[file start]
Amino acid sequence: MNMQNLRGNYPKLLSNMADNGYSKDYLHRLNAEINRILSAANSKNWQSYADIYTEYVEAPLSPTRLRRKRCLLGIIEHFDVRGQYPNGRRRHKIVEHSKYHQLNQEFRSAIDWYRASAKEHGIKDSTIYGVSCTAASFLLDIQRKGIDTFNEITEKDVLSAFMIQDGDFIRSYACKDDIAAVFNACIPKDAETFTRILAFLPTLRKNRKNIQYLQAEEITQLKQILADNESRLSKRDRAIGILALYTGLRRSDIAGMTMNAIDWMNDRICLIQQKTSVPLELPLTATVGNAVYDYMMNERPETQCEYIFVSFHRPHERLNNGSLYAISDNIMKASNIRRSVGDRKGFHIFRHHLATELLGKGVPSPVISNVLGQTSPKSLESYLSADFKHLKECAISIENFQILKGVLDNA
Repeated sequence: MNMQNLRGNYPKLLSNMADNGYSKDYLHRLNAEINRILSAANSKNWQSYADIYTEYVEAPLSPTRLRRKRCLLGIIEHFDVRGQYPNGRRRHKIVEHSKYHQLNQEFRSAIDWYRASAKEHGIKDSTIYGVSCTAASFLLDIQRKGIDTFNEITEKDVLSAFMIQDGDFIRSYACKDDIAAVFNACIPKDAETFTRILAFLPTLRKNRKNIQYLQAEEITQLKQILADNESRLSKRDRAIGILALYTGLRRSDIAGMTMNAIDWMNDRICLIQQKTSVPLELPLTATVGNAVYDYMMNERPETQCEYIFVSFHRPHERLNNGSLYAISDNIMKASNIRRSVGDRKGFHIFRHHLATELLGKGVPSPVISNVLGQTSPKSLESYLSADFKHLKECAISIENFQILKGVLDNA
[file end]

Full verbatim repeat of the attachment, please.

Amino acid sequence: MNMQNLRGNYPKLLSNMADNGYSKDYLHRLNAEINRILSAANSKNWQSYADIYTEYVEAPLSPTRLRRKRCLLGIIEHFDVRGQYPNGRRRHKIVEHSKYHQLNQEFRSAIDWYRASAKEHGIKDSTIYGVSCTAASFLLDIQRKGIDTFNEITEKDVLSAFMIQDGDFIRSYACKDDIAAVFNACIPKDAETFTRILAFLPTLRKNRKNIQYLQAEEITQLKQILADNESRLSKRDRAIGILALYTGLRRSDIAGMTMNAIDWMNDRICLIQQKTSVPLELPLTATVGNAVYDYMMNERPETQCEYIFVSFHRPHERLNNGSLYAISDNIMKASNIRRSVGDRKGFHIFRHHLATELLGKGVPSPVISNVLGQTSPKSLESYLSADFKHLKECAISIENFQILKGVLDNA
Repeated sequence: MNMQNLRGNYPKLLSNMADNGYSKDYLHRLNAEINRILSAANSKNWQSYADIYTEYVEAPLSPTRLRRKRCLLGIIEHFDVRGQYPNGRRRHKIVEHSKYHQLNQEFRSAIDWYRASAKEHGIKDSTIYGVSCTAASFLLDIQRKGIDTFNEITEKDVLSAFMIQDGDFIRSYACKDDIAAVFNACIPKDAETFTRILAFLPTLRKNRKNIQYLQAEEITQLKQILADNESRLSKRDRAIGILALYTGLRRSDIAGMTMNAIDWMNDRICLIQQKTSVPLELPLTATVGNAVYDYMMNERPETQCEYIFVSFHRPHERLNNGSLYAISDNIMKASNIRRSVGDRKGFHIFRHHLATELLGKGVPSPVISNVLGQTSPKSLESYLSADFKHLKECAISIENFQILKGVLDNA